Marathon hopes dashed

As the sun sets on this rainy Saturday evening, so too it sets on my hopes for a sub 3 hour marathon in July.  

Rainy Gold Coast Sunset

Today the training plan called for 30km, with the first 10km fast (sub 4min/km pace) and the next 20km comfortable. This was to be a key session in my Gold Coast Marathon training plan. But unfortunately today ends the same way the previous 16 days have: with me unable to run a step. With only 5 weeks to go until race day, it’s the final nail in the coffin.

Everything changed so quickly.  

Six weeks ago I tore my left groin muscle, and followed that up with a nasty stomach virus. A week later I had the run of my life, setting a 10km PB and placing 5th overall. Things were going so well that I adjusted my 2:53 marathon target down to 2:48. I needed a week to recover from that race, but during the following week I felt some lower stomach muscle tightness at the start of a fast run. I pushed through it OK and then had a couple of easy days leading into the Byron Bay triathlon.

Loading my bike into the car the night before Byron, I didn’t feel quite right but couldn’t put my finger on it. Was it just race nerves? I finished packing the car and decided to see how I felt in the morning. The next morning my lower stomach/groin felt noticeably tender and I reluctantly decided not to race. Over the next few days it didn’t improve and I realised I’d made the right decision. This was confirmed by a visit to the doctor who immediately booked me in for an ultrasound to look for an inguinal hernia. 

I’ve had an inguinal hernia before, but on my right side. The pain felt similar but not exactly the same. With a day to kill before my ultrasound, I consulted Dr Google and came upon the sports hernia (also known as “Footballer’s Groin”). Notably, this starts with a groin injury, then gets better with rest, but returns with activity. A sports hernia is loosely defined as a strain (or tear) to the muscles/tendons/ligaments of the lower stomach wall and/or groin.  Regardless of whether it was an inguinal hernia or a sports hernia, some marathoners out there appeared to be able to train through it (with some discomfort), and defer treatment until after their race.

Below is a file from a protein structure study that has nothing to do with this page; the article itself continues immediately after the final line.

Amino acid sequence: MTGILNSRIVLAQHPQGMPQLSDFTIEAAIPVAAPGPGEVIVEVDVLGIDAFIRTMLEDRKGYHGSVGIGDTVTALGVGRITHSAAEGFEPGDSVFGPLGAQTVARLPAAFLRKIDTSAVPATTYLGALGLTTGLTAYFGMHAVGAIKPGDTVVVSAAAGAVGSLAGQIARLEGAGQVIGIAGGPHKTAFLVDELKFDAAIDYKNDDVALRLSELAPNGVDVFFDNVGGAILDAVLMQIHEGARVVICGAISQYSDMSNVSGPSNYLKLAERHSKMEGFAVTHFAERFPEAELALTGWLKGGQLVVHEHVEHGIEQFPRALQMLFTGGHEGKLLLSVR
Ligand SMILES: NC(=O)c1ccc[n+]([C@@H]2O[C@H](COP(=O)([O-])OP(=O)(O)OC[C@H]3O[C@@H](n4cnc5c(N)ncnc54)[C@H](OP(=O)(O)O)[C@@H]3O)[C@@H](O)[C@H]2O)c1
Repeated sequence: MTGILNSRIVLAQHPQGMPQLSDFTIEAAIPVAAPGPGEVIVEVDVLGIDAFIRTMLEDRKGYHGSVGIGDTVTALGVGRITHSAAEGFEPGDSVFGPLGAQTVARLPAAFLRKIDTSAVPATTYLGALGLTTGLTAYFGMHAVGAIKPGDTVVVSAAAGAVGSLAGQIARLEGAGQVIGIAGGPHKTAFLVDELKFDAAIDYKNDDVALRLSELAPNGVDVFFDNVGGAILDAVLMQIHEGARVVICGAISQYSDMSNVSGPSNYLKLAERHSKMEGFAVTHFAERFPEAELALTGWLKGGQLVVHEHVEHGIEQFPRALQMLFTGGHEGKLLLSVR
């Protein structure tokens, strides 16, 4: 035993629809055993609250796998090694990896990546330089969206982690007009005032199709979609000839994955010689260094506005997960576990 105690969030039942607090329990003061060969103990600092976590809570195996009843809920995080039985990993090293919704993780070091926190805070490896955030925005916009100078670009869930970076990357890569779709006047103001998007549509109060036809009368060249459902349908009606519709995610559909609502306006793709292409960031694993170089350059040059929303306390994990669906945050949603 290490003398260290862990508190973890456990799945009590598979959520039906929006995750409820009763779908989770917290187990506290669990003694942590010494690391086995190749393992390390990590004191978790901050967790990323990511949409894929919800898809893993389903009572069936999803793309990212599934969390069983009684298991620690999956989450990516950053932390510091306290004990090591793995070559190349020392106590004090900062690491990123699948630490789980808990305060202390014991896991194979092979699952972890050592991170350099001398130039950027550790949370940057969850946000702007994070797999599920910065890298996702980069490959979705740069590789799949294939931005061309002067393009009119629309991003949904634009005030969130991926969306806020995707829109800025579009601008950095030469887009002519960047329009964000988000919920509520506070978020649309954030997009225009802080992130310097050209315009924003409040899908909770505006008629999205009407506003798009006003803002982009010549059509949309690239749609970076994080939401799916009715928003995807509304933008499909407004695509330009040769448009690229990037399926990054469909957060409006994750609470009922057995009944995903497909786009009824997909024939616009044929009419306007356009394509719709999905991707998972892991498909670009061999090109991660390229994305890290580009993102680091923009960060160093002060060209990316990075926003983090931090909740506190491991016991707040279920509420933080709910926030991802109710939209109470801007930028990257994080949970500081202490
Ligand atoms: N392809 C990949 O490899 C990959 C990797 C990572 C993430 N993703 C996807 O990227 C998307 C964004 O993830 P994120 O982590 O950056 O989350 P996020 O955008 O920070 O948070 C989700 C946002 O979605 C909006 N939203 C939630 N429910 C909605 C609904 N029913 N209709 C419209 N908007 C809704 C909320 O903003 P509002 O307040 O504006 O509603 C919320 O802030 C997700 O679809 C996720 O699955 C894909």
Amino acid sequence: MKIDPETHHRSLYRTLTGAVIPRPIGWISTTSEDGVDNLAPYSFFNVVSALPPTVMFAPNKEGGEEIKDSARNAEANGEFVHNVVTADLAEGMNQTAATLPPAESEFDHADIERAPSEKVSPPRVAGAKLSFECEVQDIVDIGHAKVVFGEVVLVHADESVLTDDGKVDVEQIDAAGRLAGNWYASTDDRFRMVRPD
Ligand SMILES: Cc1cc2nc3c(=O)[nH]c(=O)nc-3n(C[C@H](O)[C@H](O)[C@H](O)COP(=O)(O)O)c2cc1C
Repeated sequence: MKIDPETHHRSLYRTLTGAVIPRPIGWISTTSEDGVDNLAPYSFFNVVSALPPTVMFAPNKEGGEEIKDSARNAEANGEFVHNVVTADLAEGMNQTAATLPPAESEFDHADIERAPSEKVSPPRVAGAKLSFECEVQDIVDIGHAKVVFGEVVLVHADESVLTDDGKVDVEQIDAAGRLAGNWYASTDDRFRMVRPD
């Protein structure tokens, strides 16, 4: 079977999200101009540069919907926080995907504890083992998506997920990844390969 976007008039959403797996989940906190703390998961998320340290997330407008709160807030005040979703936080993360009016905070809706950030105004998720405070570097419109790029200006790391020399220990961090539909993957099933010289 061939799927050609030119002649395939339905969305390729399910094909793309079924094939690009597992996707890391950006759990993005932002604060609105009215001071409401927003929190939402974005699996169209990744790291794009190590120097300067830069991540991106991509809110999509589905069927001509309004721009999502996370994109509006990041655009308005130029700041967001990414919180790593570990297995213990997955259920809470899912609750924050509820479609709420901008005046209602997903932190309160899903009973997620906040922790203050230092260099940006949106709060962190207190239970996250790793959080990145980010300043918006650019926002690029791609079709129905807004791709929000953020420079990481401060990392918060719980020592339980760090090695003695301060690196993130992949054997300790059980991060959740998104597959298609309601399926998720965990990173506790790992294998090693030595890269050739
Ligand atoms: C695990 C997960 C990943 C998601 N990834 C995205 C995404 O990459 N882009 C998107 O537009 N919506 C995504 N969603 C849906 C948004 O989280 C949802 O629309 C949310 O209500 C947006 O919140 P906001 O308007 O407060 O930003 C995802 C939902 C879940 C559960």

Could my marathon be saved? I decide to head out for my scheduled 15km “fast” and see. 

I’d been dreading this run even before the injury. My last 10km “fast” had been a sufferfest and I was sure I wouldn’t be able to do 5 more.

But I did.

The stomach muscles hurt but were bearable, and the pain in my lungs and legs soon drowned them out. I just managed to sneak in under the target 4:02min/km pace. I came straight home – not even a warm down – and then the pain began. And grew. And GREW! The rest of the day was a blur of lower stomach/groin pain, and it was pretty clear that I would NOT be training through this injury.

That was the 16 days ago – the last time I ran.

The following day the ultrasound revealed a slight “indirect” inguinal hernia. The doctor called to tell me she’d put me on the public waiting list for surgery, but also that the hernia was small, had probably been there for a while, and probably didn’t need an operation. She didn’t think it was the cause of my pain, suspecting that it was perhaps some torn stomach muscles. She expected that if I listened to my body and didn’t aggravate it, the pain ought to clear up before I got summoned for surgery, and then I could remove myself from the list.

So this was GOOD news: probably no operation required. Hooray!!  (my last hernia operation was a train wreck and had to be redone). But hang on, what say the pain hasn’t cleared up when I hit the top of the list? Do I end up having an operation I perhaps don’t need? 

Nerang mtb trails

For the last two weeks I’ve exercised to pain tolerance. I’ve been able to cycle, and I’ve been able to swim (but no kicking so pull-bouy only). To be honest, I’ve been smashing the bike and absolutely loving it! I’ve had three long mountain bike rides and found a whole warren of new trails. The injury’s a little better, but even a run across the road is enough to tell me I can’t run yet. Today’s 30km run is certainly not an option!

So the Gold Coast marathon in 5 weeks is out.  No worries. Another time.

The next problem is the Challenge Gold Coast half ironman which is 12 weeks away. Even if I just treat this race as a social affair, I still need to be able to run/walk for 21km. I tried a 5km walk last week and that left me aching, so I have some way to go. 

The time has come to get a second opinion from a more sports-focused medical professional. I’m hopeful that 12 weeks is long enough to get me running again, but more importantly, I want to confirm whether an operation is required… BEFORE the hospital surgeons strap me down and cut me up!


Crikey, this getting old stuff is… well… getting old!

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